The carriage 36 has a collar 42, which slidably receives a straight guide rod 44 of circular cross-section via a bearing 45 that facilitates movement of the carriage 36 back and forth along the guide rod 44, as best shown in FIG. 3. A guide rail 46 of rectangular cross-section is provided and a roller 48 is provided on the carriage 36 to engage the underside 50 of the guide rail 46. The underside 50 is disposed next to the cutterhead 18, as best shown in FIG. 3. A guide plate 52 is provided on the carriage 36 and slidably engages the top of the guide rail 46. The guide rail 46 is mounted on side walls 54 of the cutterhead housing 24 by respective L-shaped brackets 56. The guide rod 44 is operably secured to the sidewalls 54 by brackets 58, as best shown in FIG. 4. The trip member 40 is secured to the guide rail 46 opposite to the park position of the carriage 36.
The carriage 36 is pulled back and forth across the cutterhead 18 between positions adjacent opposite ends of the cutterhead 18 by means of an endless chain 60 which is operably secured to the carriage 36 by means of a member 62, as best shown in FIGS. 3 and 4. A motor 64 drives the chain 60 via another chain 61.
The underside 50 of the guide rail 46 is slightly bowed downwardly toward the cutterhead 18, in the range of 0.30 to 0.80 mm relative to a reference line 66, as best shown in FIG. 5. The reference line 66 is disposed parallel to the axis of rotation of the cutterhead 18. Points 68 and 70 on the underside 50 are disposed generally equidistantly from the respective sidewalls 54, preferably by an amount 71 substantially equal to 76 mm. Point 68 is disposed further below the reference line 66 than the point 70, at a distance 72 substantially in the range of 0.50-0.70 mm. Point 70 is disposed at a distance 74 substantially in the range of 0.30-0.50 mm.
The distance 72 is larger than the distance 74 to compensate for the action of the grinding stone 32 during its travel back and forth across the cutterhead 18. Since the carriage 36 is normally parked on the side adjacent the drive motor 64 and the stone 32 is indexed or advanced radially on the opposite end of the guide rail 46, as best shown in FIG. 4, the operative surface of the stone 32 will have traveled twice the length of the cutterhead 18 before it is indexed. Thus, the larger distance 72 compensates for the action of the stone 32 near the indexing end of the guide rail 46.
Although the forage harvester R is disclosed as having a straight guide rod 44 and a bowed guide rail 46, it should be understood to a person of ordinary skill in the art that the guide rod 44 may also be configured to provide the similarly shaped guide edge 50 as provided by the guide rail 46, thereby providing two bowed guide members for the carriage 36 instead of one.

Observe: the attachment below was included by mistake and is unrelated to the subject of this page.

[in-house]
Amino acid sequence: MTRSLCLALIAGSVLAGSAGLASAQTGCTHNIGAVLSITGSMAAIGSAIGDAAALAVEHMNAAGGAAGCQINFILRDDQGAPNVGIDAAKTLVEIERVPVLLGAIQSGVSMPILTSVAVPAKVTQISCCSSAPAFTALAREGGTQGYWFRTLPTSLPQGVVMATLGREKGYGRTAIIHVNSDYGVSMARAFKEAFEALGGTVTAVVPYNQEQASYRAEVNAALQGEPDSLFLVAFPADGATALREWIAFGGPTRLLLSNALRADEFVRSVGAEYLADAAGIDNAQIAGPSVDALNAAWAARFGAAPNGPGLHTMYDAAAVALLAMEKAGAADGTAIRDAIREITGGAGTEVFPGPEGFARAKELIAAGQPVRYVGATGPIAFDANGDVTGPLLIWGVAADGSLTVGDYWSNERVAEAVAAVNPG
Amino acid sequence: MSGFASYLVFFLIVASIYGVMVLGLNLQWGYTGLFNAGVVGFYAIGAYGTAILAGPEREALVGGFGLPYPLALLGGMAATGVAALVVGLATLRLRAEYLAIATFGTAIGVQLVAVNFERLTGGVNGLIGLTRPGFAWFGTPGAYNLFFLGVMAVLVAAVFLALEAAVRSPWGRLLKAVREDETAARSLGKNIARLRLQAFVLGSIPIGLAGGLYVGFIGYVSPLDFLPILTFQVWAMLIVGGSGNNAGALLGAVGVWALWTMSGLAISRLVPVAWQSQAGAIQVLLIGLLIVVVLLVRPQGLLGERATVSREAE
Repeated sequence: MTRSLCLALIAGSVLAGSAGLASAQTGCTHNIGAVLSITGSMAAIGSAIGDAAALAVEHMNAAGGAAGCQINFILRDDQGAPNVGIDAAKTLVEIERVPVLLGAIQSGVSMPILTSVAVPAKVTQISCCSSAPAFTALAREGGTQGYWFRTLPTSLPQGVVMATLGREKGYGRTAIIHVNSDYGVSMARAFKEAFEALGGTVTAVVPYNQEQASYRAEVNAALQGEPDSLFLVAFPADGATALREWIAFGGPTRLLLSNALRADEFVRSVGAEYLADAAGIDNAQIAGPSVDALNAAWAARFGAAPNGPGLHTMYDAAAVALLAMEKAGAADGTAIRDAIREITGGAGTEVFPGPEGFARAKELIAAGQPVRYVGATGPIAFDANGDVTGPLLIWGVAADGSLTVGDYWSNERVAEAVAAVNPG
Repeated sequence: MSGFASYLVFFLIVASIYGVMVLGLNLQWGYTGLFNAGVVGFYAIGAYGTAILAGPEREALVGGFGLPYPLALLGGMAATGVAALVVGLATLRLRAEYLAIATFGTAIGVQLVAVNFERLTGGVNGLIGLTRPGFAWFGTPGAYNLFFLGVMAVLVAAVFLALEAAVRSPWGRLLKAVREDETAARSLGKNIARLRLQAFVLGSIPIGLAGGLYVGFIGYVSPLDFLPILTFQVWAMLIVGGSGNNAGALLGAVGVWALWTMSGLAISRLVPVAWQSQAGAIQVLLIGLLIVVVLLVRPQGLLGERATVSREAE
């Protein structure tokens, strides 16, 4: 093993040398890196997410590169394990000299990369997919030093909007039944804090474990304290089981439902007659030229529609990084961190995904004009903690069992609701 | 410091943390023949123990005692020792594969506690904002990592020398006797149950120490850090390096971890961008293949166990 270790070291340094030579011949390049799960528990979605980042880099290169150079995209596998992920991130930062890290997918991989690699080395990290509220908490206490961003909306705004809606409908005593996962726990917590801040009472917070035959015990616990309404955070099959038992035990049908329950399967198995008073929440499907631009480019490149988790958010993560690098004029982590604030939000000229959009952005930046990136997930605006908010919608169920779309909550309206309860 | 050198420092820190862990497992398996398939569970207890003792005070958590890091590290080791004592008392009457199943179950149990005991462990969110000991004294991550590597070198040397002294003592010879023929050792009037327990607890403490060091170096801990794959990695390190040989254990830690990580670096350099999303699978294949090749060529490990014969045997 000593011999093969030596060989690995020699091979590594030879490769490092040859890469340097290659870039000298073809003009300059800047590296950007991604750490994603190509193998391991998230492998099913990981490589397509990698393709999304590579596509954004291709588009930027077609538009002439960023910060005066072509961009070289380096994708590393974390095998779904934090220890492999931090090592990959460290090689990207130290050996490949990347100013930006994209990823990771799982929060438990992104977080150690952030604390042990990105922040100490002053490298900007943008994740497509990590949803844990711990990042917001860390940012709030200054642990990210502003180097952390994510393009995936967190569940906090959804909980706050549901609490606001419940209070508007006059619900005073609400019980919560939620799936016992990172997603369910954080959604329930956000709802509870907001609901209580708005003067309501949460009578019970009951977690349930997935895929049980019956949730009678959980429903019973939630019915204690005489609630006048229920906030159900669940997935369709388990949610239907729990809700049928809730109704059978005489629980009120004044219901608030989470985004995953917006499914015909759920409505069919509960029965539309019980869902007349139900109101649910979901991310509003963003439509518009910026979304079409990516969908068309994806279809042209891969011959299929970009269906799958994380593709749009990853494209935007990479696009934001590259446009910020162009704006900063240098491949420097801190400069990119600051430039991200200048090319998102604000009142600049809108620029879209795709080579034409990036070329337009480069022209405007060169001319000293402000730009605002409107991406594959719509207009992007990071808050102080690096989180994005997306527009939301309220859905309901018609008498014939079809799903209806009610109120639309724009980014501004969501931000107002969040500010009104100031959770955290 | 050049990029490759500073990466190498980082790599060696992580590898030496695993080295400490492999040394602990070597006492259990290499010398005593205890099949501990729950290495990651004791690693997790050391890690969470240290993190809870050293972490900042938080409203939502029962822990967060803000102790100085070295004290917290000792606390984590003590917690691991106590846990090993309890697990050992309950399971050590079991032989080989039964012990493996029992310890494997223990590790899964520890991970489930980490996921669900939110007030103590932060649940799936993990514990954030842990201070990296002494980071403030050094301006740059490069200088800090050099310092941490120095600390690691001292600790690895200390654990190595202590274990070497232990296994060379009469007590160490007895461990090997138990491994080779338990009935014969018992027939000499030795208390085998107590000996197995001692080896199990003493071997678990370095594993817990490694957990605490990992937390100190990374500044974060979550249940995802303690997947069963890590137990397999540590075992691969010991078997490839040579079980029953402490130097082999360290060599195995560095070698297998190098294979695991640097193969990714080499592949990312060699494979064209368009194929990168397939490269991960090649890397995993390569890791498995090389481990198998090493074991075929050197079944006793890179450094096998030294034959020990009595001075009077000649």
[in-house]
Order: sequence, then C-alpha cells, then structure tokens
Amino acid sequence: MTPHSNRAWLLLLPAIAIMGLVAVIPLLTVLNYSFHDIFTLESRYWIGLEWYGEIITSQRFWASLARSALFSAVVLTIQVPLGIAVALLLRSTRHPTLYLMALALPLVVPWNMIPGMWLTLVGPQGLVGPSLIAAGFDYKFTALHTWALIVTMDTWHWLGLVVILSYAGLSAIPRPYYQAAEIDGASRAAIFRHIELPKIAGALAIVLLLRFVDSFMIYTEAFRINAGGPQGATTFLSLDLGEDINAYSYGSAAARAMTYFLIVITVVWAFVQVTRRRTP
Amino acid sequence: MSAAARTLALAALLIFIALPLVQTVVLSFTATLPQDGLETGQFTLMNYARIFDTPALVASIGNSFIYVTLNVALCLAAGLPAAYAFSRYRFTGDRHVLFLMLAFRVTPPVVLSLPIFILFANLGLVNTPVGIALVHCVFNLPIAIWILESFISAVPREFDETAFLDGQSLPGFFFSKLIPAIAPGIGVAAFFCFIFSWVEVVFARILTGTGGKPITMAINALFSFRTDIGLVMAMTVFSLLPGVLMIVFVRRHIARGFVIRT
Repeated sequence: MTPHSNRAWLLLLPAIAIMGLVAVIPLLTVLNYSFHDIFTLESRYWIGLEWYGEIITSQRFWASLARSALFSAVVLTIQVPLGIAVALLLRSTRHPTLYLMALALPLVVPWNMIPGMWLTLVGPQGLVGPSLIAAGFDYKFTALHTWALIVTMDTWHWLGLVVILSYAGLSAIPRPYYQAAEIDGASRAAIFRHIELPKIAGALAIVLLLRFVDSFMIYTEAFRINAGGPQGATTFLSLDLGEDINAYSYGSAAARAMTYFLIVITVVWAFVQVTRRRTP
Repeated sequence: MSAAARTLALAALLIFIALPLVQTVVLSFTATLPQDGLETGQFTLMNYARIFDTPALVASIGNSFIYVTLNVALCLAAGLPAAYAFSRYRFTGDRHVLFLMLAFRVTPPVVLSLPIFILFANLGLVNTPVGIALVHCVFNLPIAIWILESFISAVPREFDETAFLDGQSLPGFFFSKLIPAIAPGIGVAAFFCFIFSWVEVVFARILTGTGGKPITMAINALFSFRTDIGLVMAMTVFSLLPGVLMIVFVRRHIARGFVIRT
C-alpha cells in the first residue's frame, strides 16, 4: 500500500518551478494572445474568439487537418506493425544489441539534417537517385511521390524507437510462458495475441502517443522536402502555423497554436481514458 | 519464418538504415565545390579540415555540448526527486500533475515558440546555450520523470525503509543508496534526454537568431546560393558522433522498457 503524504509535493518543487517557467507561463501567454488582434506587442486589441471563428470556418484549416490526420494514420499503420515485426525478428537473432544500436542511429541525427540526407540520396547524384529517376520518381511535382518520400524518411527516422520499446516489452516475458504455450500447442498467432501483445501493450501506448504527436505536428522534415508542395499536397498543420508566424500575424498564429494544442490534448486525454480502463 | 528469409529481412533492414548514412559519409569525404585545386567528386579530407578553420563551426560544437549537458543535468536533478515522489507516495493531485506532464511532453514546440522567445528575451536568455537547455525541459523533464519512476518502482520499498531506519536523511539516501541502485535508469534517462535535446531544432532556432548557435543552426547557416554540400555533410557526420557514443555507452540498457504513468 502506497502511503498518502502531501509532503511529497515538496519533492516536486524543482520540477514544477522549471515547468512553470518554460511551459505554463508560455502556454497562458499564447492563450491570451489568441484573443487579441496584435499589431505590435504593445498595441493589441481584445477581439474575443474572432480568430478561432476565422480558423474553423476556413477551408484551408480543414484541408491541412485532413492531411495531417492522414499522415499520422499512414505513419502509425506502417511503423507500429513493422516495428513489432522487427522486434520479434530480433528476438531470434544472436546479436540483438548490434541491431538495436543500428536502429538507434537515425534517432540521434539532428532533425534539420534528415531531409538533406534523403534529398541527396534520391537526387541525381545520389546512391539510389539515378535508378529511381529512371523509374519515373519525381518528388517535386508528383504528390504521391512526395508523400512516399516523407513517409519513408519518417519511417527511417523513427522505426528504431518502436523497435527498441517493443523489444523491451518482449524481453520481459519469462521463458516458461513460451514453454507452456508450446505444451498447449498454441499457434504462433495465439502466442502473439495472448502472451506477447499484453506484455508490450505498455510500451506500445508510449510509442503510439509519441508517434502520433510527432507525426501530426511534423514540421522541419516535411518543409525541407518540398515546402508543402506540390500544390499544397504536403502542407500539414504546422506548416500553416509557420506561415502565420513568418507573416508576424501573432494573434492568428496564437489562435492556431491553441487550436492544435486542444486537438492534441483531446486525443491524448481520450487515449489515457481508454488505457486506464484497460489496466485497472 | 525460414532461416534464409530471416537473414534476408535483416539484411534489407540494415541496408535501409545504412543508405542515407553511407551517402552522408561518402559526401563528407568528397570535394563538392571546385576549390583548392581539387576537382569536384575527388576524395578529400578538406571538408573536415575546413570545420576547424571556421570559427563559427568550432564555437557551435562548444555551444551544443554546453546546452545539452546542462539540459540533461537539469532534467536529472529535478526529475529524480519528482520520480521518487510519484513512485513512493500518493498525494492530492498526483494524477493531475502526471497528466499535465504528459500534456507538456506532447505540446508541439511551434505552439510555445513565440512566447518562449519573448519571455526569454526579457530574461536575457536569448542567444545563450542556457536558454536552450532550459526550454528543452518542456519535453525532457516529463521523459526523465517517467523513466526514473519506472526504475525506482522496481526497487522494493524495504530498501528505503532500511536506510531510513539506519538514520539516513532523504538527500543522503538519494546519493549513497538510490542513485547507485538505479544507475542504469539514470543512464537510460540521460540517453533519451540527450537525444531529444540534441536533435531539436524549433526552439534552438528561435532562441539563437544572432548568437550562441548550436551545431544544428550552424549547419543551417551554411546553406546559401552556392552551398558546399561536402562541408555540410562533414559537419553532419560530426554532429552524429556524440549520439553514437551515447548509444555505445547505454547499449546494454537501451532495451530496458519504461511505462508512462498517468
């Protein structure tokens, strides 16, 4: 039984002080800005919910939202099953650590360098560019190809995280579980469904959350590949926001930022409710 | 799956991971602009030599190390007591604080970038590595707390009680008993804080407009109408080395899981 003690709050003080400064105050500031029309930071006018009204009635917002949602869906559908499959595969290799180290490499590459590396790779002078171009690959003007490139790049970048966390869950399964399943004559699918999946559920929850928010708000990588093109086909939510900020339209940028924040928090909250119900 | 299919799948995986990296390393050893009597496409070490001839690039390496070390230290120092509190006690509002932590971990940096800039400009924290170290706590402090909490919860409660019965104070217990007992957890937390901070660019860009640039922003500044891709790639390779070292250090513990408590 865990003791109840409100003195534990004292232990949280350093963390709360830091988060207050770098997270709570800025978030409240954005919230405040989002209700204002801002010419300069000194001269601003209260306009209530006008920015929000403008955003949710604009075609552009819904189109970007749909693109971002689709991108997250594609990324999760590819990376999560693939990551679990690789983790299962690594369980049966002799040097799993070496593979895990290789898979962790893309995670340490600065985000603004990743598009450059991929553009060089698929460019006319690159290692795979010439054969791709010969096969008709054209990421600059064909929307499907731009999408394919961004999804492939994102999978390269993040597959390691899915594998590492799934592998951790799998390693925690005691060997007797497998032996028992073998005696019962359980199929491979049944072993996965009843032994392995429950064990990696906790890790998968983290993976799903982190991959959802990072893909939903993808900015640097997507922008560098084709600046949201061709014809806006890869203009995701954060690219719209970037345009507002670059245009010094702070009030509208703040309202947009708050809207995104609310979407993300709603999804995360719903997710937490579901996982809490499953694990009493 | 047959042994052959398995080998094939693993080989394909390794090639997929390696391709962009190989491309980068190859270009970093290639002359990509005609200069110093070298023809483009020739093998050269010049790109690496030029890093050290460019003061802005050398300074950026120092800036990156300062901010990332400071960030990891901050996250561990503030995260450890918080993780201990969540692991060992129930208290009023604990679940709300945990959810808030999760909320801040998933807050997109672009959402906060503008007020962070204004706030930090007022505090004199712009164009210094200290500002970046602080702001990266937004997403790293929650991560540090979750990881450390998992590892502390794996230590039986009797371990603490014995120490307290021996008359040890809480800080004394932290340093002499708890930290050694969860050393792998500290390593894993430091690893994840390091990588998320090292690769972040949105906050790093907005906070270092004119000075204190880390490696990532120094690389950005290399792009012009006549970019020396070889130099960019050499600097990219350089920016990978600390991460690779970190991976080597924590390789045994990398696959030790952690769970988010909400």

A shearbar adjusting apparatus 76 is shown schematically in FIG. 6 and is fully described in Weaver, Jr., U.S. Pat. No. 4,799,625, as cited above. The shearbar 22 is adjusted relative to the cutterhead 18 by means of screw drives 78, each of which is disposed at respective ends of the shearbar 22. The sharpening apparatus of the prior art, such as disclosed in McClure cited above, produces a barrel-shaped cutterhead profile 18' after several sharpening operations. The shearbar adjusting apparatus 76, which depends on contacting the corner points 80 and 82 of the cutterhead 18 for proper adjustment, does not work properly with the barrel-shaped cutterhead profile 18'. The shearbar 22, instead of being adjusted parallel to the cutterhead 18, assumes a skewed position, as best shown in dashed lines in FIG. 6. The shearbar 22 in the skewed position 84 will provide less cutting efficiency in the area of the corner of 82, since the shearbar is further away from the cutterhead 18 at that location than in the vicinity of the corner 80. This is clearly illustrated in FIG. 7, where energy required for cutting increases as the shearbar to knife clearance increases. For example, a shearbar set at 0.4 mm from the knives doubles the power consumption needed for cutting in comparison with a setting of 0.1 mm.
The barrel shaped profile 18' which the cutterhead 18 assumes after several sharpening operations may be explained by the fact that the stone 32, when it engages each corner of the cutterhead, imposes greater pressure on the knives of the cutterhead 18, since only a portion of the operative surface of the grinding stone is in contact with the knives at those points. Coupled with the increased pressure is the fact that the guide rod 44 and a straight guide rail (not shown but similar to guide rail 46 with a straight underside) have greater resistance to bending near the corner portions of the cutterhead 18, since they are closer to their respective support brackets than at their center portions. Once the stone is completely disposed over the cutterhead 18, the pressure on the stone is then reduced, since the entire operative surface of the stone is available to distribute the force present and exerted between the stone and the knives. Also, the guide rod 44 and straight guide rail deflect more at their center portions than at their end portions.